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Triton XXIV

Lot nuber 1231

ISLAMIC, Mongols. Great Khans. temp. Ögedei. AH 624-639 / AD 1227-1241. BI Multiple Dirham (33mm, 15.92 g, 6h). al-Kurraman mint.

Triton XXIV
Lot: 1231.
 Estimated: $ 10 000

Early Medieval & Islamic, Billon, Coin-in-Hand Video

Sold For $ 20 000. This amount does not include the buyer’s fee.

Go to Live

ISLAMIC, Mongols. Great Khans. temp. Ögedei. AH 624-639 / AD 1227-1241. BI Multiple Dirham (33mm, 15.92 g, 6h). al-Kurraman mint. har ki nagirad gunahkar in Persian in three lines; all within double linear and pelleted border with ornaments / fī balad/al-kurraman in Arabic in two lines; all within linear quadrate border within double linear and pelleted border; ornaments in voids. Cf. Morton & Eden 18 (7 March 2006), lot 51 (AV dinar); cf. M. Federov; otherwise, unpublished. Possibly removed from a mount. Toned. VF. Extremely rare and considerable interest.

This previously unknown coin adds important information to the coinage record of the mineral rich Kurram Valley. According to the Encylopædia of Islam this valley is a thin wedge of territory, through which the Kurram River, a tributary of the Indus River, flows. It is some seventy miles long and covers an area of 1,305 square miles on the border between Afghanistan and Pakistan. From the legends on the coin it would appear that the town of Kurraman was a largely independent, self-governing territory whose strategic position facilitated trade and communication between Afghanistan and the Indus Valley. This is made clear because the town's exceedingly rare coinage is totally anonymous, and owes allegiance to no political entity. However, this coin was almost certainly struck during the reign of the Mongol Great Khan Ogedei, and Kurraman could be said to exist in the shadow of his distant rule (c. 624-639h). The legends on all the coins from the Kurraman mint at this time, whether gold, copper and now silver, are always identical. This coinage does not appear to have been struck by any individual political authority, and apart from the name of the mint itself, it does not bear the usual name of a ruler or the year of its striking. Thus, it depended for its acceptance on the prestige of the Kurraman mint, the high quality of its metal and the phrase in Persian (the lingua franca of this region and age), “Whoever does not accept this coin is a sinner,” which admonished those who might object to using it because they were put off by its anonymity. This is the first recorded silver coin of this type from the Kurraman mint. It's weight is heavier than that of the coins usually found in the region. It could be catagorized as an early example of a silver tanka before the weight of this denomination was fixed by later rulers in Afghanistan and India to facilitate trade. The purchase of this piece would be a remarkable opportunity for a collector or institution to acquire a unique example of this extraordinary rare, and previously unknown, coinage.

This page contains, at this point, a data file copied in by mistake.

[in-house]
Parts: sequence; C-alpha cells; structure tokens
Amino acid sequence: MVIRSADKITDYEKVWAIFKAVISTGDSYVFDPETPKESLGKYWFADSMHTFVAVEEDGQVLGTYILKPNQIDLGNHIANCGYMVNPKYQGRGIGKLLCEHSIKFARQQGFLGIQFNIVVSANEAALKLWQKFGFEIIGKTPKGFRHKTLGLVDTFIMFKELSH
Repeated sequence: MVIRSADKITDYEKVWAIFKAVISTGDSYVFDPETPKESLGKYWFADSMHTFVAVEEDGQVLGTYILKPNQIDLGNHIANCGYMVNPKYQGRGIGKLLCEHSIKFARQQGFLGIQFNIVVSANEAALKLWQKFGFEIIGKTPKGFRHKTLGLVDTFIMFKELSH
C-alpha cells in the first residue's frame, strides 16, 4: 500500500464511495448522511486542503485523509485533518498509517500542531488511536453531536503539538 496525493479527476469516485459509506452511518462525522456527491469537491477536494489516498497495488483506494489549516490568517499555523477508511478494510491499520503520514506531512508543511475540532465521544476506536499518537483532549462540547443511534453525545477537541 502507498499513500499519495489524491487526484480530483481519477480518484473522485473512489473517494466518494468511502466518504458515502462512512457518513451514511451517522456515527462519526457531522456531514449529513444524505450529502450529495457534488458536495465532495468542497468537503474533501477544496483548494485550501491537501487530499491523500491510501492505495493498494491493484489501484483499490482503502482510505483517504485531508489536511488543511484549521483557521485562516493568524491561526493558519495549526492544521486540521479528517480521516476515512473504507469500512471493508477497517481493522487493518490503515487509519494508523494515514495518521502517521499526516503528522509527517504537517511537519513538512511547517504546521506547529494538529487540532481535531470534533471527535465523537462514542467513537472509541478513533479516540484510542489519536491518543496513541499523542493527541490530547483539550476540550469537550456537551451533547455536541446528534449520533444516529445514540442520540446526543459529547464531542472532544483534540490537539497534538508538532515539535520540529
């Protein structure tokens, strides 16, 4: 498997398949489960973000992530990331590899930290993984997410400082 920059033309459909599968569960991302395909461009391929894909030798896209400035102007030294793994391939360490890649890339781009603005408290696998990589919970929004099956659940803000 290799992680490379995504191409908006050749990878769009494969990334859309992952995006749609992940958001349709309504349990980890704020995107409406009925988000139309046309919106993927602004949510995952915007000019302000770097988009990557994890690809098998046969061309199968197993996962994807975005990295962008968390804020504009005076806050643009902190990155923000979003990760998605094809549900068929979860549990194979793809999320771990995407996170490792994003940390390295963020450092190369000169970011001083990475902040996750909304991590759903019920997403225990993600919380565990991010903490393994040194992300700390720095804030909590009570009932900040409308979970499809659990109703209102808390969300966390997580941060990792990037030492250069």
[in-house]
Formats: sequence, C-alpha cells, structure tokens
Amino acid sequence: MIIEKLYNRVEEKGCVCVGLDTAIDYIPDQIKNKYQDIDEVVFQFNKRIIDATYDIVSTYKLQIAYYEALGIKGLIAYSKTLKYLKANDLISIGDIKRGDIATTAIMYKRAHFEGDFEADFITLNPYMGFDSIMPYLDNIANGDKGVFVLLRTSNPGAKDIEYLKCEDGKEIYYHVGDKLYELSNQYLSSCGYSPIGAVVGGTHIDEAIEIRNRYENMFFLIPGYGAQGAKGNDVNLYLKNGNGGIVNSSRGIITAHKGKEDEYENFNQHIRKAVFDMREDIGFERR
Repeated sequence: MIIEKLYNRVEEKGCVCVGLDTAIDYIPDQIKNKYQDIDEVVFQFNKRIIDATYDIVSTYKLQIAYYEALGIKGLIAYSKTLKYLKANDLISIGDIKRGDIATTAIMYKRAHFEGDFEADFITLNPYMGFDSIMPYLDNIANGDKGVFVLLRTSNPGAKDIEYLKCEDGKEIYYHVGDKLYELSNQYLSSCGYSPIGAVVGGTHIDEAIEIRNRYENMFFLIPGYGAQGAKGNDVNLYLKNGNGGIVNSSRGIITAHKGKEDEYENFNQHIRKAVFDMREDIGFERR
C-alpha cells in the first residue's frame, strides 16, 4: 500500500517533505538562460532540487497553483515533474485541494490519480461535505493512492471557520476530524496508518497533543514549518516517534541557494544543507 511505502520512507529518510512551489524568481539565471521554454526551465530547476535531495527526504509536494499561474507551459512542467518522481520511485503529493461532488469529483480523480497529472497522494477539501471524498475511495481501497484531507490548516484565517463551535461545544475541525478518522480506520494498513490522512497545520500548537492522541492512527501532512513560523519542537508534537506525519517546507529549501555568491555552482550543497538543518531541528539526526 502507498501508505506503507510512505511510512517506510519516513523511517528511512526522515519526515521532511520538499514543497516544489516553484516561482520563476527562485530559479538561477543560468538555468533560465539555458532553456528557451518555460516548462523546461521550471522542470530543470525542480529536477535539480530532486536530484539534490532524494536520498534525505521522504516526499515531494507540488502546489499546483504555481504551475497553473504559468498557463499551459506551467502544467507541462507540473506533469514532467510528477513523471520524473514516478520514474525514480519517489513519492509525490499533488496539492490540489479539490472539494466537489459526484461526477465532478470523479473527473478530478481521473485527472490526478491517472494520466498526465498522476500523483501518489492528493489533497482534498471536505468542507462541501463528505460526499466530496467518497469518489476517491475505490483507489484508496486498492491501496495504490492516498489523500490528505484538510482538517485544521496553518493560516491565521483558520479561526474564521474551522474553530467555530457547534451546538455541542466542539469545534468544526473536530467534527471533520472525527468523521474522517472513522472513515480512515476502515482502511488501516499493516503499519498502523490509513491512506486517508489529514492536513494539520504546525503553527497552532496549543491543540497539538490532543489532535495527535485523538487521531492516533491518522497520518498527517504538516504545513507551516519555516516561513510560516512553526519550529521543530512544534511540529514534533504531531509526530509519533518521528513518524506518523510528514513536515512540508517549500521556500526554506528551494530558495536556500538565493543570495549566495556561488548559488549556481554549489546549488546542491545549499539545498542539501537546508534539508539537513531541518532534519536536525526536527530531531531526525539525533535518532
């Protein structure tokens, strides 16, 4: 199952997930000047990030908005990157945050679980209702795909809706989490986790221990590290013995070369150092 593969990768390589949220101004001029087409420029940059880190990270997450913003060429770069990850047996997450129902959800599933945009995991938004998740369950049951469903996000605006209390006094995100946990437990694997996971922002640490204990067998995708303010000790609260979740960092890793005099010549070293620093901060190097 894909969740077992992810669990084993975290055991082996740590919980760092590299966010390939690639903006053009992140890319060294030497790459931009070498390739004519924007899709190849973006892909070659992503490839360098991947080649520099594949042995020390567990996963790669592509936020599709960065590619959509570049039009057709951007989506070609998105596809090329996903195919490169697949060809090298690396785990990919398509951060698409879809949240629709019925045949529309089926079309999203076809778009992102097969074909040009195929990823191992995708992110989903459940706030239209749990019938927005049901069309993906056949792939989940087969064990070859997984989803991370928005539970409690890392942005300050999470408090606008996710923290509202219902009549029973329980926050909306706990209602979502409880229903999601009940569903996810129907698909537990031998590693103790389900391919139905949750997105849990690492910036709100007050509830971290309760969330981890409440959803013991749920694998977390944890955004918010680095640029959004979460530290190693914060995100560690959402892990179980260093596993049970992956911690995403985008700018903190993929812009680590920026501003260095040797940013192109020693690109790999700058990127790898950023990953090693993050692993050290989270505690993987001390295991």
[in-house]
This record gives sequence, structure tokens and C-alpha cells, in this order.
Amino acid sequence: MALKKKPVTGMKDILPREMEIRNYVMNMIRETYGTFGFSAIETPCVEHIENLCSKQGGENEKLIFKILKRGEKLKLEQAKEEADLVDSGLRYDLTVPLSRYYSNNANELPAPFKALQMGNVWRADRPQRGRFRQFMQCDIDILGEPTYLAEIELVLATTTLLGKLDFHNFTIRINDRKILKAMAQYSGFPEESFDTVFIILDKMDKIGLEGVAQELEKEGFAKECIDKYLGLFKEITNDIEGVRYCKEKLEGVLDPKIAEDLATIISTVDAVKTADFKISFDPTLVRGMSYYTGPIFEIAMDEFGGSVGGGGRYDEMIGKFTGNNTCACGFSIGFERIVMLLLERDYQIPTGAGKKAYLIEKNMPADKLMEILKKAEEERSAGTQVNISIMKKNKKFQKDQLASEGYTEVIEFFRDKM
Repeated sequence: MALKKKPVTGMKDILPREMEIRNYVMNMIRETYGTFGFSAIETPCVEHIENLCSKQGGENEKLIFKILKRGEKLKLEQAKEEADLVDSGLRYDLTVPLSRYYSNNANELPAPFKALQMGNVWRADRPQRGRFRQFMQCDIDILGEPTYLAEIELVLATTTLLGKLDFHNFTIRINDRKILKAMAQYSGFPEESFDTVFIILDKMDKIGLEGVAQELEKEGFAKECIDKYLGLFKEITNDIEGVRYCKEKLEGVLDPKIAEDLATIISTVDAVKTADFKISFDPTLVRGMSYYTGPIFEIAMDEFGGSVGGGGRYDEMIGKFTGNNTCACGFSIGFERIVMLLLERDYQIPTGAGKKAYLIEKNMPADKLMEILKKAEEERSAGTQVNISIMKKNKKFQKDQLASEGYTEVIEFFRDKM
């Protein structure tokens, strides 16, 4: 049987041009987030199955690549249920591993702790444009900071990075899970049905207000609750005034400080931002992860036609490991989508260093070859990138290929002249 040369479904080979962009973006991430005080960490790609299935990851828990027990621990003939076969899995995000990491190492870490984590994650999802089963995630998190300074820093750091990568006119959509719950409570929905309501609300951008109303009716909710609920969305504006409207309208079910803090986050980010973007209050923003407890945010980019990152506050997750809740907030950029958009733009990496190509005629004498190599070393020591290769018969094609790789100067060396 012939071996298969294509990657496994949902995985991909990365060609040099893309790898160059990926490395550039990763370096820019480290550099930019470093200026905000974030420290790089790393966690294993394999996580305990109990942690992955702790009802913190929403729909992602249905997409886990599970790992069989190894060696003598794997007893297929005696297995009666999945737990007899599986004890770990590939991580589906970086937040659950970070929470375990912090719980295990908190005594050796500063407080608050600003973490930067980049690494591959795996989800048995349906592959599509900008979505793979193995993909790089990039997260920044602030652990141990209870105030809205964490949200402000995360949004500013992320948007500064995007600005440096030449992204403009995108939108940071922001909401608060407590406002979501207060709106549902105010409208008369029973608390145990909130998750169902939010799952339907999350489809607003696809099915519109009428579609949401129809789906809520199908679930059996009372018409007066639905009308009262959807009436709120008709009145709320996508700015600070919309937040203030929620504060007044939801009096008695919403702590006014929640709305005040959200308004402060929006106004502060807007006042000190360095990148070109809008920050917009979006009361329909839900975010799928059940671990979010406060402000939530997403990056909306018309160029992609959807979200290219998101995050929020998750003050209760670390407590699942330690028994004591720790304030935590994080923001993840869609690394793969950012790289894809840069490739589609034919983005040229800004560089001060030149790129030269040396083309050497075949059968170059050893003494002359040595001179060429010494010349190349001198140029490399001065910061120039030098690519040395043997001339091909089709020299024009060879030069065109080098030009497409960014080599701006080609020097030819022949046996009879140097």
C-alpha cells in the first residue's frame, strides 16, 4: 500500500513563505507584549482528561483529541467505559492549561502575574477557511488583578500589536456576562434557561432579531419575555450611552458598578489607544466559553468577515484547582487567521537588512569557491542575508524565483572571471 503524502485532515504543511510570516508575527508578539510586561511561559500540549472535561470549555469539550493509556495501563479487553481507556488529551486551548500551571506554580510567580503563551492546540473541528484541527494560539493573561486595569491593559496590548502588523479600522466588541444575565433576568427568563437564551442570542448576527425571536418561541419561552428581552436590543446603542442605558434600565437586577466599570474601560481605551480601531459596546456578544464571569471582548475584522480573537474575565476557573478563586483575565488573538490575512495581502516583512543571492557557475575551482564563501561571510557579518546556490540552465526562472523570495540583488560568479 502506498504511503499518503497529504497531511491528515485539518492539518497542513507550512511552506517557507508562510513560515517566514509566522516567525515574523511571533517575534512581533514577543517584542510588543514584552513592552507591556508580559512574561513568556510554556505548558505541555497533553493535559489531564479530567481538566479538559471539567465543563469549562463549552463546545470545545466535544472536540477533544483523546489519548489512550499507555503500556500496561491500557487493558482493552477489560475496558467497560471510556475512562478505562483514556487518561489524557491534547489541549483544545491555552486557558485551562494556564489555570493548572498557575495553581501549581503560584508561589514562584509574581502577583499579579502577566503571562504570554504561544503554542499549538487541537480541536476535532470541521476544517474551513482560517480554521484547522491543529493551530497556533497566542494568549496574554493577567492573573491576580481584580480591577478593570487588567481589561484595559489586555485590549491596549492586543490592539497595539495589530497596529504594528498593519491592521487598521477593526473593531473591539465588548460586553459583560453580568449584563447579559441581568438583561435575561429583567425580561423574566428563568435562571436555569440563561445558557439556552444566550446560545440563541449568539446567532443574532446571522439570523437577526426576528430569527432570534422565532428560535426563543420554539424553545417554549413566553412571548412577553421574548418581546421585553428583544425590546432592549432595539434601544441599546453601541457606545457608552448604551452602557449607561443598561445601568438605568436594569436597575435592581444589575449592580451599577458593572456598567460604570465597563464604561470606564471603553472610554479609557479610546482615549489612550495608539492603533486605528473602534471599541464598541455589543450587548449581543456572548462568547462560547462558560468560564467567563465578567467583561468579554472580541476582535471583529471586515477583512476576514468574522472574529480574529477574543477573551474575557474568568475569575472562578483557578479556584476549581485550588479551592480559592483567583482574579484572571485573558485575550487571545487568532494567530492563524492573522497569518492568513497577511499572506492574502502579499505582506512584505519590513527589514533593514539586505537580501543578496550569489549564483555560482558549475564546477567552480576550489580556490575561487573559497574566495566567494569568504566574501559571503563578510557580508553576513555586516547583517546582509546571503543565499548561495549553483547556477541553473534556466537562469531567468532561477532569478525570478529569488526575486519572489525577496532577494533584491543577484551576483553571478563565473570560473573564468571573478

The final winners of all Triton XXIV lots will be determined during the live online sale that will be held on 19-20 January 2021. This lot is in Session Four, which begins 20 January 2021 at 2 PM ET.

Winning bids are subject to a 20% buyer's fee for bids placed on this website and 22.50% for all others.

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